Saturday, January 21, 2012

Streetlights.

Damn, the cramps were starting again.  Kari hated driving with them.   As her stomach tightened, it reminded her of her boss. “Charlie Cramps. A fitting nickname”, she thought.  Only he was messy and a pain 24/7, not just once a month.  Always grabbing and wanting to fuck her.  And a tampon in the mouth didn’t shut him up.  She had just told him shove the job up his ass after flipping him over the bar.  She had spent the rest of the night with a bottle of Smirnoff she took on her way out.     Another swallow and Charlie Cramps would no longer be a memory.

There was a bang and the VW Bus died as she pulled into the empty lot.    “Oh, God”, she thought.    What was it this time?    Rain soaked her bright red hair as she opened the engine bay and saw the missing belt. “It’s 3:00 fuckin’ AM.  Shit, what I am gonna do?”    She looked up and saw the lights of the all night diner.  “Maybe I can borrow a phone.”  

The door of the diner was clear glass and cater-cornered to the street.  The only customer was a small blond woman seated at the end of the counter.   She sat on her perch like a butterfly trapped in a bubble, a fuzzy image reflected on the misted window behind her.  Fragile and vulnerable, piercings dangling from the scarred face, she touched Kari’s heart.    She had wanted company with her misery and this looked like her only option.  There weren’t any bars on this block.  She settled into the stool next to the woman and drunkenly tried to strike up a conversation.

“Awful night.” 

Butterfly stared silently into her coffee.   It was like talking to a statue.  Kari brushed her wet hair out of her eyes and tried again.

“I said it was a bad fucking night.  I got fired from my job and I beat up my old boss.  My roommate moved out two days ago.   I’ve used my last tampon and I’m cramping like crap.   And to top that off, my camper broke its fan belt for like the fifth time this week.  I don’t have a spare and it’s 3 in the fucking morning.  I guess I’ll just park it for the night a take a cab home.”

The waitress behind the counter looked up when she heard.  She was going to throw Kari out but the blond head tipped upward with a sad smile and said “But you are on the right side of the ground and breathing.  Sorry to be rude.  I’m Randi.”  She held out her hand.   Kari shook it and replied.

“Kari.  You alone? ”

“Sort of.  I’ve only been here a couple of days.  It’s hard when you don’t know anyone.  By the way, an old pair of pantyhose will work for the fan belt.  I had to do that one time down in Florida.  I was lucky I had one.  I hate wearing those things.  Anyway, I’m just killing time until work.”

The waitress brought coffee and asked if Kari would like anything to eat.  She said no and went to the jukebox and put in a couple of coins.  Indigo Girls poured out of the speakers and the mean night melted away.  They talked for hours, bitching about jobs, men and life. Randi noticed a bunch of balloons that had been left by a birthday party.   She gave one to Kari and both giggled and danced .  The waitress was watching.  They weren’t too loud, so she just let them go on.  It was better than being bored.  Finally, Kari asked Randi if she had a place to stay for the night.  Randi said “Is that an offer or a come on?”   Kari laughed as they left the warmth of the diner.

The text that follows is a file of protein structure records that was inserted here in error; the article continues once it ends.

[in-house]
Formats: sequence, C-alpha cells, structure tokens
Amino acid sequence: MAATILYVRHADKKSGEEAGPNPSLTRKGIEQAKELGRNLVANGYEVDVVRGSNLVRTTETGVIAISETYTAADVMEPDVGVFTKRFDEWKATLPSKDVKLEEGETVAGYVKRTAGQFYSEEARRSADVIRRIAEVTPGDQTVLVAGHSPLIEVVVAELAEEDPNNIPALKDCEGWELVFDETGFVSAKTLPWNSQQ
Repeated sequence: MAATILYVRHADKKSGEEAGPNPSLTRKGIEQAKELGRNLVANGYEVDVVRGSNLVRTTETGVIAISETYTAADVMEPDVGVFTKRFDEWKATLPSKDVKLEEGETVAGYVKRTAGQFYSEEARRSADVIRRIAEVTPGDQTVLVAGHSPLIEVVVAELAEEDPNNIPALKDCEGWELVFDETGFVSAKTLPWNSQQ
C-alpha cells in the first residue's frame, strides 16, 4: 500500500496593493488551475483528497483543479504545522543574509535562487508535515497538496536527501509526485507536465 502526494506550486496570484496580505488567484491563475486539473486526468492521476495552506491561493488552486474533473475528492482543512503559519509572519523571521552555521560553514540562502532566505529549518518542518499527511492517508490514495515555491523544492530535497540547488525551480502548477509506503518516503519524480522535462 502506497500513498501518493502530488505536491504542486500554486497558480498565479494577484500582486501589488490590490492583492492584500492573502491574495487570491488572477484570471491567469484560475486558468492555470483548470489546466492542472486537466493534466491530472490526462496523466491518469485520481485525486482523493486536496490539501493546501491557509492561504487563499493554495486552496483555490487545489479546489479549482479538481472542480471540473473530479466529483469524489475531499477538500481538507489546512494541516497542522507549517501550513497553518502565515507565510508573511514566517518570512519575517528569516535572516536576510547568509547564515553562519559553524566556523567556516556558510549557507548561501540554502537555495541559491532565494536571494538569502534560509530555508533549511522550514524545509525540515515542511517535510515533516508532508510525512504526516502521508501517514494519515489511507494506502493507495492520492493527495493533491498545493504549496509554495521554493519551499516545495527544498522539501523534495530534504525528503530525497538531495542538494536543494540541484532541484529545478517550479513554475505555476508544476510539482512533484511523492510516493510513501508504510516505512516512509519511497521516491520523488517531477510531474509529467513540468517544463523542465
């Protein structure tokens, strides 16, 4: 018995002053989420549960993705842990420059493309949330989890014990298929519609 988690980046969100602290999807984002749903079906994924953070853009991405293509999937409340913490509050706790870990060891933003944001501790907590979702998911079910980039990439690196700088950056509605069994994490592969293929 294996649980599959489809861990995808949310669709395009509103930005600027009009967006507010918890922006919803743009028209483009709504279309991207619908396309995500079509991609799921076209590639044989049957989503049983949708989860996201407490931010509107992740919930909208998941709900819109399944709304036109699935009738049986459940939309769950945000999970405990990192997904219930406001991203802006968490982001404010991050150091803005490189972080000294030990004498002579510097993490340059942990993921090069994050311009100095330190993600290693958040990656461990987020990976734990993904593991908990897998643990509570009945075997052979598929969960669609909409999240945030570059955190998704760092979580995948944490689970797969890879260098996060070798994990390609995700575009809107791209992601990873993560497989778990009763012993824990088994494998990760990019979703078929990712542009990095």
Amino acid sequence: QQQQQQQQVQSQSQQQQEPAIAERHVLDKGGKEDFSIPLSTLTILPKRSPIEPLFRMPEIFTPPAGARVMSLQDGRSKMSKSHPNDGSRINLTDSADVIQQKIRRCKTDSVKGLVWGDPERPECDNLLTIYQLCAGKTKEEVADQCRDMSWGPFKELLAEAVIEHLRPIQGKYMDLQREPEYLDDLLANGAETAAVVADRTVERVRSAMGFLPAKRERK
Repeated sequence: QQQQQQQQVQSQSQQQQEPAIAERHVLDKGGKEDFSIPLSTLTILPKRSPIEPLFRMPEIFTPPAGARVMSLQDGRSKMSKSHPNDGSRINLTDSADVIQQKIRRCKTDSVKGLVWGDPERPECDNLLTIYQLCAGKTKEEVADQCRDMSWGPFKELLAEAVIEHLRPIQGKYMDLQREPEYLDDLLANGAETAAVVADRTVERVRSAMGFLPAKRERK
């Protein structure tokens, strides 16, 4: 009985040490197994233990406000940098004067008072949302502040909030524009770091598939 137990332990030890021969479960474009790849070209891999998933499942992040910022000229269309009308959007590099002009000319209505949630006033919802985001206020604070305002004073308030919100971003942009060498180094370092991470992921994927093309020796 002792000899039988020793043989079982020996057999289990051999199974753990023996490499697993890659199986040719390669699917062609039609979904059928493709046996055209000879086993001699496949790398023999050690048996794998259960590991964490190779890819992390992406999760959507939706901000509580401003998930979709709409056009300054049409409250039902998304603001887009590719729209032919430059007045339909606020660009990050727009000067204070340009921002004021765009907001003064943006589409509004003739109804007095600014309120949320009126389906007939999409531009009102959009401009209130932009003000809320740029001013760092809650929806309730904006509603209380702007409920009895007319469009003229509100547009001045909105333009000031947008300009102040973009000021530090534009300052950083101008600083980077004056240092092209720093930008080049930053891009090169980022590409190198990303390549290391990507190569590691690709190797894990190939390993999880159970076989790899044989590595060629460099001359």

The rain had begun again.   Kari touched Randi on the shoulder and said “Tag!  You’re it!”  They ran and chased each other through puddles,  dipping behind poles and cars.  Children of the night at playing against the dark anti rainbow.     As they approached the camper, Kari slipped on a leaf and brushed her hand up against Randi.   Time stopped and she stared in shock.  “Things are not as they seem, are they?”

Randi flushed and said no.  He opened his mouth to say something else, but couldn’t.  He wanted to tell her of the loneliness and the pain.  About his stepfather.  About the foster homes. .  But no sound would come.  The silence mixed with the rain as the makeup, hair dye and illusion rinsed out of them both.  They were left with only each other.  Kari brightened up. 

The gift wasn’t what she thought and it didn’t matter.  “I came in tonight looking for a friend.  I still have one.  Come in the camper and get warm.” 

8 comments:

  1. Hmmm, you have a way with words. I'm thinking. This was great--I'm glad it wasn't too long. I've read it three times (smile).

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    1. Glad you enjoyed it. There are two more installments. I'll be posting them a little later in the week.

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  2. wow - but I had to laugh at the cramps bit - that was amazing

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    1. Kari is one of my favorite characters. I've used her in other stories. Read on to part 2.

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  3. This made me smile! It brought to mind childhood memories of us playing tag. We used the stop sign as our 'go-to' spot where you could not get tagged once you reached it.

    Irene

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    1. It was fun writing this one. It first appeared in Myspace about 2008 as a Blogophilia piece.

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